In just one week I’ve learned quite a bit especially through hands-on experiences at the partnership. In addition to projects I mentioned earlier, I’ve also began researching past clients of STLVW and compiling a database of all past clients. In doing this I’ve learned what details can cause companies to fail after leaving the
incubator these include, uncontrolled growth, poor market appeal and a weak round of funding It is inevitable that most startups will fail and even in a the best markets, meaning least competive, the majority will fail, but if there was no risk involved there would be less reward. The partnership being partly government agency is heavily affected by local, state and national politics and so it is the job of the leadership to stay informed on such matters. In my I&E meeting we were discussing the possibility of the CDA (community development agency) having its funding cut by a new federal budget, this would greatly affect the partnership as a portion of the I&E budget comes from there. What has been most enjoyable is that a lot of what I get to do has less to do with monotonous work but I actually get to do tasks that involve critical thinking and require a vast knowledge of the St. Louis metropolitan area, and most importantly I feel like th work the partnership does meaningful fulfilling work. Another area I will be researching is inclusion and diversity. As of now the start up community is majority white and male, disproportionately so. The partnership would like St. Louis to change that. The one thing I love most about working at the partnership is the broad impact it has. It is not a charity trying to help the poor, nor is it an investment group trying to get rich an make their clients rich. Its primary goal is boost St.Louis’s economy both city and county.
After two days at SLEPD I’ve learned a lot, seen a lot and done a lot. My first day I toured the Innovation and Entrepreneurship offices at the partnership in Clayton and met everyone who I’ll be working with over the next six weeks. After meeting with everyone I was given the weekly updates from this year and selected the ongoing projects that I would like to work on these include, STLVentureWorks, Helix Fund and initiatives for Inclusion and diversity. After this, I began doing research for STLVW. Like many incubators STLVW relies on many small startups to rent out their co-working spaces for typically up to 4 years. Some incubators however, rely on one much larger company to serve as an anchor tenant to ensure a steady flow of income. This allows them to better serve the smaller ones. The partnership is looking to do this in some of the STLVW locations. I researched how similar incubators use anchor tenants and potential anchors for STLVW.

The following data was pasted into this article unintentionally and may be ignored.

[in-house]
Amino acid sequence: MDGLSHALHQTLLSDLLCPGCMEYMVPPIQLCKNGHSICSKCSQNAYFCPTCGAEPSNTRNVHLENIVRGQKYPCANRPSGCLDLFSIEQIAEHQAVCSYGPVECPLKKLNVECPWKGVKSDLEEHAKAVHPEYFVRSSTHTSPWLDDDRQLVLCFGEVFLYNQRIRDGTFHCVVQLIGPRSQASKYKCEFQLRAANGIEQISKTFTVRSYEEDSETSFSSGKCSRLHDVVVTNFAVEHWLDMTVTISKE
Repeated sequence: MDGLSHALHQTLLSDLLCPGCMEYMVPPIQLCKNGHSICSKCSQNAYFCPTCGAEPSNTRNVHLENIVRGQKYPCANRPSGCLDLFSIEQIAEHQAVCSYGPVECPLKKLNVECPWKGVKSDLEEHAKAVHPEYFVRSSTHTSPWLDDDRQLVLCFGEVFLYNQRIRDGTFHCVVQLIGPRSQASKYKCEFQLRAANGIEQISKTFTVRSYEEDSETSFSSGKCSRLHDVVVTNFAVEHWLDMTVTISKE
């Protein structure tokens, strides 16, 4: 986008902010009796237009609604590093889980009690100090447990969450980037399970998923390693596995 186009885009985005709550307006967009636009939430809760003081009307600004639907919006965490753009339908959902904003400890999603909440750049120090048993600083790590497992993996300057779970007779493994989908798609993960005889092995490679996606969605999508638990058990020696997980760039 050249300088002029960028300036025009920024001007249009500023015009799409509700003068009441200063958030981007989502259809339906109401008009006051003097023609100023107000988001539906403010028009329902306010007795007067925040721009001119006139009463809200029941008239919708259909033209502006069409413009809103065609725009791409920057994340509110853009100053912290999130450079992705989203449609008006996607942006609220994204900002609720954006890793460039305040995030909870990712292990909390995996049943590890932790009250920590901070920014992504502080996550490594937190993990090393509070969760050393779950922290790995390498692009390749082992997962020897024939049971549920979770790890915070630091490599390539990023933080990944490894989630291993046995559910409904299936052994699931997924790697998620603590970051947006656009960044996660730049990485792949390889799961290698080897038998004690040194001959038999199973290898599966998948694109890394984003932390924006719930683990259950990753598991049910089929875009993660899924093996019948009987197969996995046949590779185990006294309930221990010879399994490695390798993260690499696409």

Then I spent time reading the Master Plan for 39 North, a planned business district that will be dedicated to the AgTech(Agricultural Technology) industry for which
St. Louis is one of the largest markets. Yes were still on day one. In the afternoon I went to Cortex Innovation Community where my project sponsor was a featured panelist for the Mastercard Diversity and Inclusion series that was focused on developing strategies to provide access to historically underrepresented groups in the start-up community and providing financial services to those groups
left to right(Dennis Lower, CEO Cortex, Ray Boshara, Federal Reserve Bank, Atul Kamra SIXThirty Accelerator, Radha Gopalan, Washington University , Virginia Imster, SLEDP)
Today was spent mostly in meetings. It started with an I&E meeting which was mostly dedicated to preparing for the upcoming board meeting but we also talked about what other members of the team can have me do during my time here. Later I sat in on a partnership board meeting which was really interesting as much of the discussion was about the future of the partnership with a new mayor and new president.
I typically only read about politics for fun but it was cool to see it being discussed and how it affects the partnership in a meaningful way. I spent the rest of my day doing more research this time it was about finding commercial kitchens for startup caterers or food service companies. I’ve been compiling a list of potential churches, community centers and schools who might be willing to rent out their kitchen. I will be formally presenting my findings regarding anchor tenants to the I&E team and I have a meeting to discuss the restaurants tomorrow.